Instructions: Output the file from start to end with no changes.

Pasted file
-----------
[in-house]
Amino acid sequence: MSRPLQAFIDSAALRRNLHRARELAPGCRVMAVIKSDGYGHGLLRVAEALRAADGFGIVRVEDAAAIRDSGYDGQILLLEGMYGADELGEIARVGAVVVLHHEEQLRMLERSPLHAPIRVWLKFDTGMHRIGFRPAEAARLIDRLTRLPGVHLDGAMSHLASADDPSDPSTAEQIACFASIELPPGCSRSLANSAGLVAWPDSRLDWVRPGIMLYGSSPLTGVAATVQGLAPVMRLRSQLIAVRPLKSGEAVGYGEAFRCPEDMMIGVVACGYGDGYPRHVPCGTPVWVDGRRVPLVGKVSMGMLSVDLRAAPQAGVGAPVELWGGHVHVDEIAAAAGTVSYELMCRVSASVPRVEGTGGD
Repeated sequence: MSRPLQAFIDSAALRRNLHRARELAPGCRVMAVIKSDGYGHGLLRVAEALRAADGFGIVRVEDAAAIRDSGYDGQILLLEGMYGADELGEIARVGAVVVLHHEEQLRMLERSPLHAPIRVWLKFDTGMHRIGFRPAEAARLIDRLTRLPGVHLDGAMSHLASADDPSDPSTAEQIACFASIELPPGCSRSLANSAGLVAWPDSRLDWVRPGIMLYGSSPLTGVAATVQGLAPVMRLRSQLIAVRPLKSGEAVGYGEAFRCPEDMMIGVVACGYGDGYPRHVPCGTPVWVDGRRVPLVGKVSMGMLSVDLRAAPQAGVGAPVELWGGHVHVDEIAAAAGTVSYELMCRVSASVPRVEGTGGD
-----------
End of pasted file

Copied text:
[in-house]
Amino acid sequence: MSRPLQAFIDSAALRRNLHRARELAPGCRVMAVIKSDGYGHGLLRVAEALRAADGFGIVRVEDAAAIRDSGYDGQILLLEGMYGADELGEIARVGAVVVLHHEEQLRMLERSPLHAPIRVWLKFDTGMHRIGFRPAEAARLIDRLTRLPGVHLDGAMSHLASADDPSDPSTAEQIACFASIELPPGCSRSLANSAGLVAWPDSRLDWVRPGIMLYGSSPLTGVAATVQGLAPVMRLRSQLIAVRPLKSGEAVGYGEAFRCPEDMMIGVVACGYGDGYPRHVPCGTPVWVDGRRVPLVGKVSMGMLSVDLRAAPQAGVGAPVELWGGHVHVDEIAAAAGTVSYELMCRVSASVPRVEGTGGD
Repeated sequence: MSRPLQAFIDSAALRRNLHRARELAPGCRVMAVIKSDGYGHGLLRVAEALRAADGFGIVRVEDAAAIRDSGYDGQILLLEGMYGADELGEIARVGAVVVLHHEEQLRMLERSPLHAPIRVWLKFDTGMHRIGFRPAEAARLIDRLTRLPGVHLDGAMSHLASADDPSDPSTAEQIACFASIELPPGCSRSLANSAGLVAWPDSRLDWVRPGIMLYGSSPLTGVAATVQGLAPVMRLRSQLIAVRPLKSGEAVGYGEAFRCPEDMMIGVVACGYGDGYPRHVPCGTPVWVDGRRVPLVGKVSMGMLSVDLRAAPQAGVGAPVELWGGHVHVDEIAAAAGTVSYELMCRVSASVPRVEGTGGD